In any event, although the legislative process is still ongoing today, in all likelihood, significant changes to the regulation of insurance intermediaries are to be expected in short- to midterm and insurance intermediaries and insurance undertakings should prepare for the upcoming changes.
Insurance intermediaries are persons offering or concluding insurance contracts on behalf of insurance companies or other persons. They can be either dependent on or independent of insurance companies in a legal and economic sense, the former category being commonly referred to as "insurance agents" and the latter as "insurance brokers".
As of today, and subject to the modifications that are expected to enter into force with the ISA revision, insurance agents are entitled but not obliged to register themselves with FINMA, as opposed to insurance brokers who are required to register. The supervision of insurance intermediaries is low compared to insurance companies. For instance, changes in the ownership of insurance intermediaries will not alone trigger notification duties, as could be the case for insurance companies. Also, registered insurance intermediaries are not subject to ongoing prudential supervision by FINMA. It may, however, from time to time verify their compliance with regulatory requirements and take enforcement action in case of irregularities.
The ISA revision proposes to increase the regulatory requirements applicable to insurance intermediaries with the aim of protecting policyholders and aligning Swiss law with international standards. Nevertheless, supervision of insurance intermediaries will remain at a significantly lower level than that applicable to insurance companies.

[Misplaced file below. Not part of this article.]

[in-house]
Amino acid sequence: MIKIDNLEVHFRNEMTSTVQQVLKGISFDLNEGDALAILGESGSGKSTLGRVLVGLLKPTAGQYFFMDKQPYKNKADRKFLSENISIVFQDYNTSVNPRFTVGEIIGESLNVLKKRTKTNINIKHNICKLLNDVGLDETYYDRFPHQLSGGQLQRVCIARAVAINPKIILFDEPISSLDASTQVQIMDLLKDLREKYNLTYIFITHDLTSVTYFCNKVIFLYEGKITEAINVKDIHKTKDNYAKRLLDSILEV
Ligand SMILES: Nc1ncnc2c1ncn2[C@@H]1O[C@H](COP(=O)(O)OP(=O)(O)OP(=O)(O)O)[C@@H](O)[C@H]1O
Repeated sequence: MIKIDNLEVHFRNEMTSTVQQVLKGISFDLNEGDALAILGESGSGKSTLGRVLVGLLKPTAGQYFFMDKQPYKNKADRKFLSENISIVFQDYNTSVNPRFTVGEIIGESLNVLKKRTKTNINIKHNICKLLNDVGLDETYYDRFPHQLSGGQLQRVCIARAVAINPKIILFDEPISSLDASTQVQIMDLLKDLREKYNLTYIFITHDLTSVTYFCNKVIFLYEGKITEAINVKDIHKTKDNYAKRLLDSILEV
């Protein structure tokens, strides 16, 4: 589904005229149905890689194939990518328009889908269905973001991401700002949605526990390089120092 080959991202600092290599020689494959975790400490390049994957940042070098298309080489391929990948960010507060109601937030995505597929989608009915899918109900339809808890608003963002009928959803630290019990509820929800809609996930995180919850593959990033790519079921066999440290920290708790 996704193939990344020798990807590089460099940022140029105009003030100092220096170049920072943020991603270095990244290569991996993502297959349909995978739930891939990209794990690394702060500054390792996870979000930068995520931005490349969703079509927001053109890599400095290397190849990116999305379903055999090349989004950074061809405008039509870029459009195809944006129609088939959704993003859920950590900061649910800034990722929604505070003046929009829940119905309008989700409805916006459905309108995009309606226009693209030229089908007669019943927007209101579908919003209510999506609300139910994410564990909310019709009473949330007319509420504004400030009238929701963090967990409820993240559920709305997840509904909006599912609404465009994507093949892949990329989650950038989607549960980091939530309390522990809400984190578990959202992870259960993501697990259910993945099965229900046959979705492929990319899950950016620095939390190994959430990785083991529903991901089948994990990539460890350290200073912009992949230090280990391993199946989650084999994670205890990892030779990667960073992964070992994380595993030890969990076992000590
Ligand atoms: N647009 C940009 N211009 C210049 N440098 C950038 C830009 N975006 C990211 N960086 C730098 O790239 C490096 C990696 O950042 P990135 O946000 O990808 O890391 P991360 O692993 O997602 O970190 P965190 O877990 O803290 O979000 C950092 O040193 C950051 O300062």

New provisions regarding tied versus non-tied insurance intermediaries
The current law defines non-tied insurance intermediaries, which are required to register (Art. 43 para. 1 ISA), and also sets out the criteria characterising tied insurance intermediaries in Art. 183 ISO. An exemplary list of criteria is provided in Art. 183 ISO to distinguish between tied and non-tied intermediaries. For instance, insurance intermediaries are considered to be tied if they generate more than 50% of their commission volume in the course of a calendar year with one or two insurance undertakings, exercise a managerial function in an insurance undertaking, have a direct or indirect holding of more than 10 % in the equity of an insurance undertaking, or otherwise influence the business of an insurance undertaking.